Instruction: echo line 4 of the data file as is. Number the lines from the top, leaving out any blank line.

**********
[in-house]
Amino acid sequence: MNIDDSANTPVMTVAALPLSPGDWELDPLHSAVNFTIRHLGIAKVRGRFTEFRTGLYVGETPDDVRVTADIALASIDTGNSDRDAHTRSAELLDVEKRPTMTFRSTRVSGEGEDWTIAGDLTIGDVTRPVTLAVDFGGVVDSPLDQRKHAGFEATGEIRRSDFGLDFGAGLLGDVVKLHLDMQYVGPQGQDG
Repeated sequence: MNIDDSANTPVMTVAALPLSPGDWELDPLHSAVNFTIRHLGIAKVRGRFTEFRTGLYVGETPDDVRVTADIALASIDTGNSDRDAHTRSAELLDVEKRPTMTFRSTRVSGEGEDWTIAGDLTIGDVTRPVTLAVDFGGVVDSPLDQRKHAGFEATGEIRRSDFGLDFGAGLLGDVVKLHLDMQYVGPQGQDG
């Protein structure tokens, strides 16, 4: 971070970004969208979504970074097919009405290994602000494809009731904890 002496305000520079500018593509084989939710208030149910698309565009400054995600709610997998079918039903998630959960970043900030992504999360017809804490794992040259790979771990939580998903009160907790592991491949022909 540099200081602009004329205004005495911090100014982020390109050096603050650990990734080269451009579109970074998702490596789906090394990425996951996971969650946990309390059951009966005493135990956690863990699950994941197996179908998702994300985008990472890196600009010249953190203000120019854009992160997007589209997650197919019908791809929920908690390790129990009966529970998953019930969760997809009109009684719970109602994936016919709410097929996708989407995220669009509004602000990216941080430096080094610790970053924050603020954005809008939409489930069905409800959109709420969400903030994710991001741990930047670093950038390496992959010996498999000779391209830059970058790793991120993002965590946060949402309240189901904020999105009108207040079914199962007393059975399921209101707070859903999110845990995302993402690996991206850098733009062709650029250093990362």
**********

């Protein structure tokens, strides 16, 4: 971070970004969208979504970074097919009405290994602000494809009731904890 002496305000520079500018593509084989939710208030149910698309565009400054995600709610997998079918039903998630959960970043900030992504999360017809804490794992040259790979771990939580998903009160907790592991491949022909 540099200081602009004329205004005495911090100014982020390109050096603050650990990734080269451009579109970074998702490596789906090394990425996951996971969650946990309390059951009966005493135990956690863990699950994941197996179908998702994300985008990472890196600009010249953190203000120019854009992160997007589209997650197919019908791809929920908690390790129990009966529970998953019930969760997809009109009684719970109602994936016919709410097929996708989407995220669009509004602000990216941080430096080094610790970053924050603020954005809008939409489930069905409800959109709420969400903030994710991001741990930047670093950038390496992959010996498999000779391209830059970058790793991120993002965590946060949402309240189901904020999105009108207040079914199962007393059975399921209101707070859903999110845990995302993402690996991206850098733009062709650029250093990362």